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Discussion in 'The Perfect Line and Other Riding Myths' started by cold_fire, Apr 13, 2009.
"Yeah, usta had a bike but had to lay 'er down!"
"Have a safe ride" is so stupid.
Actually there are usually a few people I SHOULD kill each time I ride.
There's always a scam of some sort when you get approached at a gas station. I was filling up the GSA in Nashville and this guy walks up, points to his car with two elderly people in it, tells me he just got his car repaired in Knoxville and they are on their way to Florida and the car broke down again, needs $50, $20, whatever you can spare, etc. etc. gotta get a tow truck, elderly parents are tired, etc. . I ask "What did they fix in Knoxville? The GPS? " He says transmission. I said "Hunh.. thought it might be the GPS. If you were in Knoxville and you are heading to Florida, you're going the wrong way. "
He walked away...
I was gassing up in Winnimucca, NV, almost home from 3 weeks away going to Alaska and back, so the bike and my gear is just filthy. Big, busy gas station and this guy walks up with a spray can of cleaner and a rag and offers to clean my windscreen. I politely declined, figured the dude was homeless or something but he never asked for money or anything. I don’t mind chatting to strangers for a minute, but eventually I figured out the guy was a fellow rider (Harleys) and traveling with his RV
Once he realized I was trying to get to Los Angeles that night and it was already noon, he apologized for holding me up since it was going to be a long day.
Guys approaching you at a gas station are usually trying to get something from you - not always - but usually
I stopped at a small fundraising event and parked my Janus among a group of motorcycles. A guy came over and asked me what year it was. I told him it was a '21. He then asked if I restored it. I told him "Not yet. It's only a month old."
@brgsprint now that's funny
"Don't you know those things are dangerous?"
I just say "Yes I do, and thanks for watching out for us on the road".
With my Bonneville and CB1100, I also get the "Did you restore that?" question. When I explain that the bikes are modern, but just look old, I get a "huh..."
A few times on the 2012 Bonneville, I've gotten the "You are brave riding an old British bike... those Lucas electrics are hell. How often does she leave you stranded?"
While filling up at a gas station...
"Nice bike! What year DRZ is that?"
no one approaches me for anything. I'm big and don't look friendly.
I get, how old is your Royal Enfield some times when I pull up at a servo. When I say 12 months, they generally don't get it.
It's a Himalayan so the other statement is generally along the lines of I didnt know they made that type of bike.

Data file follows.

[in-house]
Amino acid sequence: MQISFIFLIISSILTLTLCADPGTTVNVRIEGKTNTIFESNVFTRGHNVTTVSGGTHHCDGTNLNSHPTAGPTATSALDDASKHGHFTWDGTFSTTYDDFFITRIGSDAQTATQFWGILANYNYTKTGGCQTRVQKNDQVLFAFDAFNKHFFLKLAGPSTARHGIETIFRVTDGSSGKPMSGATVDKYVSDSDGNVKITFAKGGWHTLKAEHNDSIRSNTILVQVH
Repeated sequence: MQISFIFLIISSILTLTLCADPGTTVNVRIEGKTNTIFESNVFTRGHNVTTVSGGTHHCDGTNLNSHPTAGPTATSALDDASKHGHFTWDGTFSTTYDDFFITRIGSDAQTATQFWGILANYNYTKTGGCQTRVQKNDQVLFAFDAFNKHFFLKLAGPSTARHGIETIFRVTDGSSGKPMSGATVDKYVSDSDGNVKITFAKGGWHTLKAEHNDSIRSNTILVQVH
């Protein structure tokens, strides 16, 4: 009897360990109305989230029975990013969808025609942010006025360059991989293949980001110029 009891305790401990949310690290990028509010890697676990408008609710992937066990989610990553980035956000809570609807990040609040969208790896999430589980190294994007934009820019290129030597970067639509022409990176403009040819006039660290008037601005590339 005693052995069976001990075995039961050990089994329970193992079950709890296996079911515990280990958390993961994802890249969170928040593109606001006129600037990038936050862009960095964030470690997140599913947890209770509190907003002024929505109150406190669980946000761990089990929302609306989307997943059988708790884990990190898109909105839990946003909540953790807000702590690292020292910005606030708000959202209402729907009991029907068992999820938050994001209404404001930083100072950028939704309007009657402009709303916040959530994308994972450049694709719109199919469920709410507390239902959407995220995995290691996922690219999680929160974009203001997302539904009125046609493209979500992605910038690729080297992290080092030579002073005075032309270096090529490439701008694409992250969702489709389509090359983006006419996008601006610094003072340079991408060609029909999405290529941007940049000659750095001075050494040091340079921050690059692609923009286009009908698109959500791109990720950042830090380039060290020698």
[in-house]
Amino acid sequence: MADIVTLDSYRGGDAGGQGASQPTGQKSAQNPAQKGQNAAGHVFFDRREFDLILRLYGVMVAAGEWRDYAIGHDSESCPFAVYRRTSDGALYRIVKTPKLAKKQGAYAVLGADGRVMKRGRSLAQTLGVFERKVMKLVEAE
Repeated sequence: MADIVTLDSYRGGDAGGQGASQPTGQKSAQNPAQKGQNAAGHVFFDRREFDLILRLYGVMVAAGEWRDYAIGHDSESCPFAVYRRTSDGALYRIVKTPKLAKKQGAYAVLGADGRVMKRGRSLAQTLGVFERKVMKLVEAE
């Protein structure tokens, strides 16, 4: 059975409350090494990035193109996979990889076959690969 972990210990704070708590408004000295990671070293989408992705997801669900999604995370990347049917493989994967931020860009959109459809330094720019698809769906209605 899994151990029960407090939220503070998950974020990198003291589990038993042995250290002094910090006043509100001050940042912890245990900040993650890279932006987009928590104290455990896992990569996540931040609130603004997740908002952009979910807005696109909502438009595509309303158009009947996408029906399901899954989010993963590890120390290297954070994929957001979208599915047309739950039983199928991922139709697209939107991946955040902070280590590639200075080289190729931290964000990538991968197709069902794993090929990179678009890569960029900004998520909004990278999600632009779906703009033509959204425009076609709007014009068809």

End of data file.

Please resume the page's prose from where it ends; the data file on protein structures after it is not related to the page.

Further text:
But I'm also tall, wear glass and am bald with a goatee so people either don't approach me or think I cook meth in my RV
Recently a guy approached from the side, he friendly like, tapped me on the shoulder. When I turned. He was startled and said , "Oh sorry I though you were someone else". I said "I am someone else." We both got a laugh out of it.
On a recent trip through the South I stopped for fuel at a large crowded gas station.
Finding an open pump behind me I did two tight U-turns to put my bike on the correct side of the pump.
I pulled my helmet off and heard laughter from an old guy filling up his Jeep.
" I knew there was going to be gray hair under that helmet, kids can't make turns like that."
two u turns? hmmm...
Two Us make a W UU see?
Kind of like how two wrongs don't make a right, but three lefts do.
I am sure like so many people, most of us have all had the same questions asked. Commuting into work for so many years it was always the same. Don't you know those are dangerous, how can you ride in the rain it's too slippery out there, your wife let's you ride that thing, you are selfish you have kids, it's too cold / hot, what kind of mileage, what is it, how much does it cost, will you teach me to ride, I used to have a bike but.....
Even had our receptionist years ago would check on me every day. Would always come look to make sure I made it in safely. Every time she heard about a motorcycle wreck in the traffic report she would rush to my desk to see if I was ok. If she arrived before me and didn't see the bike in it's normal spot, would start calling to make sure I was ok. Don't know if she really cared about my safety, or was just waiting for me to die so she could get my parking spot.
Yesterday was a new one though. New older security guy, "Good Morning Motorcycle Man, So who is your favorite rider, Evel Knievel or Easy Rider? For the first time in years was actually surprised by a motorcycle question. Only thing I could think of to say was Evel of course. He just smiled and nodded and waved his arm with a "right answer you are authorized to pass" look.
This is also me.
Questions? You want questions, try piloting a sidecar! Almost every time you stop someone will come up and ask questions. There is a term for the additional time it takes for us sidecar people to do a trip called: "The sidecar delay factor".
For a couple of years, the guards at our security desk were a young hottie and an old fellow supplementing his Social Security.
I got the sense that the young lady seemed to be genuinely interested in me (no embellishment here, seriously). However, I was and remain happily married, and the perceived age difference between hottie and I was just enough that it might have affected things. She could wear the hell out of a uniform, though.
The old guy was a hoot. Every morning when I walked through the doors wearing obvious riding gear, he'd invent a new occupation for me and announce it to anyone within earshot. My favorite was that I was a best-selling author who took a regular day job for a change of scenery. Frankly, I found that scenario to be kind of appealing.
I am small and smell bad.
Tap tap... Oh hey